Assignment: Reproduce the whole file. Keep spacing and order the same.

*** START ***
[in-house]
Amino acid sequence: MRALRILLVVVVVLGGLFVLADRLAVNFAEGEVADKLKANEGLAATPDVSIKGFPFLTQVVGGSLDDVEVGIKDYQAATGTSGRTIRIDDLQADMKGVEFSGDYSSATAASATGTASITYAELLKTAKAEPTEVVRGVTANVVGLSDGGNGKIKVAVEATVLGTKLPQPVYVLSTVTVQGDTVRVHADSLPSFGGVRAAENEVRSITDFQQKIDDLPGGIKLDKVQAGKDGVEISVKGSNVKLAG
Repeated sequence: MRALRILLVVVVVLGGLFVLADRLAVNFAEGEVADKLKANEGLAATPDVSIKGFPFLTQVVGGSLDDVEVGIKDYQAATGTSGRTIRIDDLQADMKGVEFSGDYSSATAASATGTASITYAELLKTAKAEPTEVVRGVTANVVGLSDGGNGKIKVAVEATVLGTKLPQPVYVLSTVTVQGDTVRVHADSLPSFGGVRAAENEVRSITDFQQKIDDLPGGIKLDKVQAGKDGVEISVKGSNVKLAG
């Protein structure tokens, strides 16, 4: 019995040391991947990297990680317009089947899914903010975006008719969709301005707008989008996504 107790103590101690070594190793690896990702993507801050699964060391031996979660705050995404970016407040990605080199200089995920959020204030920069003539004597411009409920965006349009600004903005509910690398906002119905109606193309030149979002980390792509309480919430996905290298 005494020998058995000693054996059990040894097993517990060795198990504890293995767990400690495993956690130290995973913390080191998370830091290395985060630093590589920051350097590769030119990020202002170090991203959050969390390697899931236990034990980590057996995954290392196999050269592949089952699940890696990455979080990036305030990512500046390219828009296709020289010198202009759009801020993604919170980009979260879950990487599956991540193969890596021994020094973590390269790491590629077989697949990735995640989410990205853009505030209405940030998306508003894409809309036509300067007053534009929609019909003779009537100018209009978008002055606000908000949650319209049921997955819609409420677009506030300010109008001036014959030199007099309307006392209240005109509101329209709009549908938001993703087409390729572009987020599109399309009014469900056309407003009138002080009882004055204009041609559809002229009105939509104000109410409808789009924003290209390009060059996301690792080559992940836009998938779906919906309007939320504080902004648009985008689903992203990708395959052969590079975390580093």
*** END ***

[in-house]
Amino acid sequence: MRALRILLVVVVVLGGLFVLADRLAVNFAEGEVADKLKANEGLAATPDVSIKGFPFLTQVVGGSLDDVEVGIKDYQAATGTSGRTIRIDDLQADMKGVEFSGDYSSATAASATGTASITYAELLKTAKAEPTEVVRGVTANVVGLSDGGNGKIKVAVEATVLGTKLPQPVYVLSTVTVQGDTVRVHADSLPSFGGVRAAENEVRSITDFQQKIDDLPGGIKLDKVQAGKDGVEISVKGSNVKLAG
Repeated sequence: MRALRILLVVVVVLGGLFVLADRLAVNFAEGEVADKLKANEGLAATPDVSIKGFPFLTQVVGGSLDDVEVGIKDYQAATGTSGRTIRIDDLQADMKGVEFSGDYSSATAASATGTASITYAELLKTAKAEPTEVVRGVTANVVGLSDGGNGKIKVAVEATVLGTKLPQPVYVLSTVTVQGDTVRVHADSLPSFGGVRAAENEVRSITDFQQKIDDLPGGIKLDKVQAGKDGVEISVKGSNVKLAG
């Protein structure tokens, strides 16, 4: 019995040391991947990297990680317009089947899914903010975006008719969709301005707008989008996504 107790103590101690070594190793690896990702993507801050699964060391031996979660705050995404970016407040990605080199200089995920959020204030920069003539004597411009409920965006349009600004903005509910690398906002119905109606193309030149979002980390792509309480919430996905290298 005494020998058995000693054996059990040894097993517990060795198990504890293995767990400690495993956690130290995973913390080191998370830091290395985060630093590589920051350097590769030119990020202002170090991203959050969390390697899931236990034990980590057996995954290392196999050269592949089952699940890696990455979080990036305030990512500046390219828009296709020289010198202009759009801020993604919170980009979260879950990487599956991540193969890596021994020094973590390269790491590629077989697949990735995640989410990205853009505030209405940030998306508003894409809309036509300067007053534009929609019909003779009537100018209009978008002055606000908000949650319209049921997955819609409420677009506030300010109008001036014959030199007099309307006392209240005109509101329209709009549908938001993703087409390729572009987020599109399309009014469900056309407003009138002080009882004055204009041609559809002229009105939509104000109410409808789009924003290209390009060059996301690792080559992940836009998938779906919906309007939320504080902004648009985008689903992203990708395959052969590079975390580093």